Enhancing Video Output
If you are thinking about performing any of these modifications to your main board, keep in mind that this is a twenty year old computer which has a reputation for being less than forgiving when worked on. These old components are sensitive and WILL die on you if you are not careful. I recommend that you do not perform any work on the main board unless you feel completely comfortable with doing so and are confident in your skills.
I really hate this ugly little RF box. Unfortunately, it houses circuitry necessary for video luminance and chrominance output. It occupies the area I plan to use for the serial and S-Video outputs. Therefore, it needs to be relocated.
This is the solder side of the RF box. It is held in place by four metal tabs and the eight (two sets of four) pin headers. Desoldering this was a chore because the four metal tabs are larger than traditional solder joints. In addition, they are soldered to the large surface area of the ground traces which act like heat sinks. Both of these factors make the solder difficult to heat and it cools quickly. Another thing to remember is that electronic components are installed with zero force and therefore must be removed in the same manner. Any prying or pulling will break off solder pads and likely destroy conductive traces. This is especially true for these older printed circuit boards. If the part doesn't move freely after the solder has cooled, then you haven't finished desoldering.
Popping the top of the RF assembly and removing the plastic from the top of the pins allowed me to work on them one at a time.
After removing the RF daughterboard from the shielding, I added wires to reconnect it to the main board. Then, I surrounded the board with tape to keep the components from touching the main board.
It looks pretty sad, but it works.
S-video time! This mod is easy to do, and it greatly improves video output. Check out these examples.
Images were captured directly from the capture device without any image manipulation. Now that we know S-Video is sweet, this is how it is accomplished.
three points to tack-solder
Keep in mind; we're looking at the later (and much smaller) C64c main board. Most of my images are extreme close ups of small portions of the main board. If you are unable to locate this area, you should not be attempting this mod. Simply tack-soldering to these points works very well. The solder point just above the FB3 marking is luma out. The solder point just below the FB4 marking is the chroma out. Alternately, you can get these signals directly from the RF modulator.
pinouts for wiring
C Ground and Y Ground are the same on a 64 and should be wired together. Therefore, it is only necessary to run three lines.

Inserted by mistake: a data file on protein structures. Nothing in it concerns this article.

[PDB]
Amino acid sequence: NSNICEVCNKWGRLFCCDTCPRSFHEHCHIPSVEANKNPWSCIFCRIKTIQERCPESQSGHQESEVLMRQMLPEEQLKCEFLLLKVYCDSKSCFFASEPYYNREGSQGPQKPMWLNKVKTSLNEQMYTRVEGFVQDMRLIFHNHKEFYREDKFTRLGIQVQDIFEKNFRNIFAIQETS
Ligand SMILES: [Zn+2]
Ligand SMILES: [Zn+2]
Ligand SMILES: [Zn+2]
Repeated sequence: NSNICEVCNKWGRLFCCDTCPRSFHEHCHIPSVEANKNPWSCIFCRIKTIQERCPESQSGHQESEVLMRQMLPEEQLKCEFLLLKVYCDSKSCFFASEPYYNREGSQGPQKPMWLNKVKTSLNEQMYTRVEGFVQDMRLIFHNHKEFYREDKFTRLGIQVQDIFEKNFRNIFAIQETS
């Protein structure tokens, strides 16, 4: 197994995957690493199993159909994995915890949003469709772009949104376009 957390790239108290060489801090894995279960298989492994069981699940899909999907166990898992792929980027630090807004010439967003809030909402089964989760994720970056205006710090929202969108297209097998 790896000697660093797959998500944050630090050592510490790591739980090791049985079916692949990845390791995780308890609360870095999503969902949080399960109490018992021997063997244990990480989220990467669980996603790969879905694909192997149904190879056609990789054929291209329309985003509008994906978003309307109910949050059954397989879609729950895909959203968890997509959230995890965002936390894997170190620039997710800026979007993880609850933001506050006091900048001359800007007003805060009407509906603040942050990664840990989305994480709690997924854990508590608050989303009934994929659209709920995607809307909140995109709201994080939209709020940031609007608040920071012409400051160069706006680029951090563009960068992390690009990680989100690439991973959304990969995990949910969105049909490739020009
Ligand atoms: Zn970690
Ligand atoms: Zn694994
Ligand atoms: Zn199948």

S-Video without chrominance signal
If you're using a black and white television/monitor, you can exclude the chrominance, which will make your video image even sharper. Using only the luminance will give you the crispest image possible and can be used as a regular composite out or with S-video. Adding chroma slightly degrades image sharpness and is not worth using if you will not need color.
Itís worth noting that the original C64 does not have all of the appropriate Audio/Video connector for using the S-video extension cable for the Commodore monitor cable. The original C64 connector did not have pin six (chroma). This isn't an issue if you only want enhanced video without color. Does this mean that the chroma signal does not exist on the older mainboards? Probably not. Most video circuits have the chroma and luma separated before merging them together to create component video output. It actually requires additional components (typically a 470pF capacitor) to produce composite video. So, the older C64 may be able to output S-video after all. This is in spite of claims that S-video output is not possible on the original C-64. I do not have an older C64 to test this theory. Try pin seven of the RF modulator.
S-Video with less saturation
One thing I've noticed about using the S-video out on a C64 is it tends to over saturate the image. The first S-video image probably looks fine because you are viewing a captured image on a computer monitor. Viewing those color levels on a normal television would cause some nasty color bleeding. While too much color may seem like a minor issue, my LCD monitor absolutely hates this and responds by displaying my video as crazy disco rainbow color-cycling madness. While crazy disco rainbow color-cycling madness looks cool, I would not want to stare at it while trying to work. Plus, it can't be good for the hardware. The solution: add a small amount of resistance between the chroma output and the S-video connector. A 300 ohm resistor did the job.
I wanted to have easy access to the mainboard for future maintenance and/or additional modifications, so I didn't want to tie my lines directly to the enclosure. I've added connection pins to the back of my new S-video connector, then cut and filed a spare IDE connector to create a custom socket. Lodging a toothpick into the unused input of the connector will assure that it is oriented correctly.
You may download it here (along with other monitoring tools).